Gratitude and nationalism
In 1848 when the crowned heads of Europe were shaken by a continent-wide series of revolutions, the Tsar of Russia sent troops to help the Austrian emperor put down rebels in Vienna. When the Austrian foreign minister was asked if this would produce feelings of good will between his country and Russia, the prime minister, Prince Felix Schwarzenberg, replied, “Austria will astound the world with the magnitude of its ingratitude.”
Gratitude is a rare sentiments among nations. As Lord Russell, a 19th-century British politician said, “Britain has no permanent friends, only eternal interests.
I was thinking of gratitude when examining this graph from 2020 which charted the results of a survey asking members of the British public which European countries they would be willing to aid in a financial crisis, and also asked Europeans if their country should help out a beleaguered Britain. It shows that the UK would assist any of its former EU partners but that most of Europe would turn their backs on Britain.
There are all kinds of conclusions one might draw. For example, the only four countries willing to help Britain have never been invaded by the British, but then again neither have hostile Finland, Hungary and Lithuania. Greeks might harbour resentment over British participation in their civil war in 1944-45, Spain might be sulking over Gibraltar, Germans might be remembering the firebombing of Dresden and Hamburg, and the French have never shown gratitude to anyone, anywhere, at any time.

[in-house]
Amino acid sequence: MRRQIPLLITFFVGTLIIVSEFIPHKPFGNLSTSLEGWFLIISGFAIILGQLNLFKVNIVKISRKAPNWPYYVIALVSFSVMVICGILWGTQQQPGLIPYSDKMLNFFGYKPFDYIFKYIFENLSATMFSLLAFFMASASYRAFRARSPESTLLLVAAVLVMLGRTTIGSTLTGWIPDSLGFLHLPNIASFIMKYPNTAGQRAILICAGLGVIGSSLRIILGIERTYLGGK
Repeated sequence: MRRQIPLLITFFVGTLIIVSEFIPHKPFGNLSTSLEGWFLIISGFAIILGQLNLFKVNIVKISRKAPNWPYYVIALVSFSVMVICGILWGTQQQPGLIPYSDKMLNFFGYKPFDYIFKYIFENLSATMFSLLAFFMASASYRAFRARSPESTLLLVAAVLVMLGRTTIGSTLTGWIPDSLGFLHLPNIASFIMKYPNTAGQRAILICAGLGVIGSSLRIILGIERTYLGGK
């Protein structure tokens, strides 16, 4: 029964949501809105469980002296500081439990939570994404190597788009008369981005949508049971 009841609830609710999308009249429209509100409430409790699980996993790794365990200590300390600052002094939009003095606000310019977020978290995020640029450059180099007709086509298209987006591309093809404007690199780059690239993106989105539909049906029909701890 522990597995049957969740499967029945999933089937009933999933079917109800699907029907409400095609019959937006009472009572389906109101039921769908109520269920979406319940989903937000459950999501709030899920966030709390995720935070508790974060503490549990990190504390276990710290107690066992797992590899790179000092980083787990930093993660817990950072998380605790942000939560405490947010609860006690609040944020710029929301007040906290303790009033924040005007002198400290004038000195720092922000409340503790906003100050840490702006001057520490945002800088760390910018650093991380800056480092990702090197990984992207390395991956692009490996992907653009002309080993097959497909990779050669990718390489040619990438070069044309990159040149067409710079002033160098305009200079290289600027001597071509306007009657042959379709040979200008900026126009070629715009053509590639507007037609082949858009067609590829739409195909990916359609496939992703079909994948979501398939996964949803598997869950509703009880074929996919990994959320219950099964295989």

The truth of that judgement about the French was borne out to me again this week on reading Canada Between Vichy and Free France, 1940-45 by Olivier Courteaux, the story of my country’s relations with the rival governments of France during the Second World War. Nationalists in Quebec were enamoured of Mussolini before the War and took a shine to the Pétainist Vichy regime after the collapse of France in 1940. Prime Minister Mackenzie King had to balance that (and Quebec’s opposition to Canadian participation in the war) with English Canada’s desire to fight the fascists and support the Free French. On several occasions King took the side of the notoriously prickly de Gaulle against British and American interests and at war’s end de Gaulle praised Canada for always being in his corner. The general famously showed his gratitude by trying to break up Canada and his 1967 Montreal speech in which he called for an in dependent Quebec.